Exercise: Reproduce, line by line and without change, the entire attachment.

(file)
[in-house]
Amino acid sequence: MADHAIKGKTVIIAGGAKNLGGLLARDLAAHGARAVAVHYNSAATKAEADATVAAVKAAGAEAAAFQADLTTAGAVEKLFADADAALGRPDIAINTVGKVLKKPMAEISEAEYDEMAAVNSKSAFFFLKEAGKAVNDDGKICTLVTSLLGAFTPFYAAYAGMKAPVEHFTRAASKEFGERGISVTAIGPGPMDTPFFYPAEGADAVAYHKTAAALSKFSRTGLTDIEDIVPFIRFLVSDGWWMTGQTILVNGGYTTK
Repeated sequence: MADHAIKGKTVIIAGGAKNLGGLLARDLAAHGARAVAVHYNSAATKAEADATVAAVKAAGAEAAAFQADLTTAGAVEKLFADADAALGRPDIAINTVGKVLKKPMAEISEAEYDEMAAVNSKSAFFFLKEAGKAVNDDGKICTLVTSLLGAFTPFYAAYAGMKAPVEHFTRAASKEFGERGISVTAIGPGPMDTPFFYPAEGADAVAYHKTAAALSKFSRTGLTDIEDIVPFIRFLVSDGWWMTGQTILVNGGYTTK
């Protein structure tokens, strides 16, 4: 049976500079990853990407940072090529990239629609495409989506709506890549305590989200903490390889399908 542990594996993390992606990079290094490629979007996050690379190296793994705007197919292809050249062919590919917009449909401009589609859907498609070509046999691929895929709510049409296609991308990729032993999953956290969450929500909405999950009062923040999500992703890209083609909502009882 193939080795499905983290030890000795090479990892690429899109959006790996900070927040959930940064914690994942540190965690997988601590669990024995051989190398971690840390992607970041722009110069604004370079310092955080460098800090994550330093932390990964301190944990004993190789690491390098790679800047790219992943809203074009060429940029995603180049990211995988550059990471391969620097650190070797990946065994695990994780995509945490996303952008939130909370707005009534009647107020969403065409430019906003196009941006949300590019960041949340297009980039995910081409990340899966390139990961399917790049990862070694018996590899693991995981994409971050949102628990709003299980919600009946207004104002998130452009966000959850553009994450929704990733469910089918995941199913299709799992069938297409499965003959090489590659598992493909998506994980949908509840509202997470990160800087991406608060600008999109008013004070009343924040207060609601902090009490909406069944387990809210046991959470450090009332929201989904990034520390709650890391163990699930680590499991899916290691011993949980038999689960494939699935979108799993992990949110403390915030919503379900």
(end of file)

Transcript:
[in-house]
Amino acid sequence: MADHAIKGKTVIIAGGAKNLGGLLARDLAAHGARAVAVHYNSAATKAEADATVAAVKAAGAEAAAFQADLTTAGAVEKLFADADAALGRPDIAINTVGKVLKKPMAEISEAEYDEMAAVNSKSAFFFLKEAGKAVNDDGKICTLVTSLLGAFTPFYAAYAGMKAPVEHFTRAASKEFGERGISVTAIGPGPMDTPFFYPAEGADAVAYHKTAAALSKFSRTGLTDIEDIVPFIRFLVSDGWWMTGQTILVNGGYTTK
Repeated sequence: MADHAIKGKTVIIAGGAKNLGGLLARDLAAHGARAVAVHYNSAATKAEADATVAAVKAAGAEAAAFQADLTTAGAVEKLFADADAALGRPDIAINTVGKVLKKPMAEISEAEYDEMAAVNSKSAFFFLKEAGKAVNDDGKICTLVTSLLGAFTPFYAAYAGMKAPVEHFTRAASKEFGERGISVTAIGPGPMDTPFFYPAEGADAVAYHKTAAALSKFSRTGLTDIEDIVPFIRFLVSDGWWMTGQTILVNGGYTTK
């Protein structure tokens, strides 16, 4: 049976500079990853990407940072090529990239629609495409989506709506890549305590989200903490390889399908 542990594996993390992606990079290094490629979007996050690379190296793994705007197919292809050249062919590919917009449909401009589609859907498609070509046999691929895929709510049409296609991308990729032993999953956290969450929500909405999950009062923040999500992703890209083609909502009882 193939080795499905983290030890000795090479990892690429899109959006790996900070927040959930940064914690994942540190965690997988601590669990024995051989190398971690840390992607970041722009110069604004370079310092955080460098800090994550330093932390990964301190944990004993190789690491390098790679800047790219992943809203074009060429940029995603180049990211995988550059990471391969620097650190070797990946065994695990994780995509945490996303952008939130909370707005009534009647107020969403065409430019906003196009941006949300590019960041949340297009980039995910081409990340899966390139990961399917790049990862070694018996590899693991995981994409971050949102628990709003299980919600009946207004104002998130452009966000959850553009994450929704990733469910089918995941199913299709799992069938297409499965003959090489590659598992493909998506994980949908509840509202997470990160800087991406608060600008999109008013004070009343924040207060609601902090009490909406069944387990809210046991959470450090009332929201989904990034520390709650890391163990699930680590499991899916290691011993949980038999689960494939699935979108799993992990949110403390915030919503379900």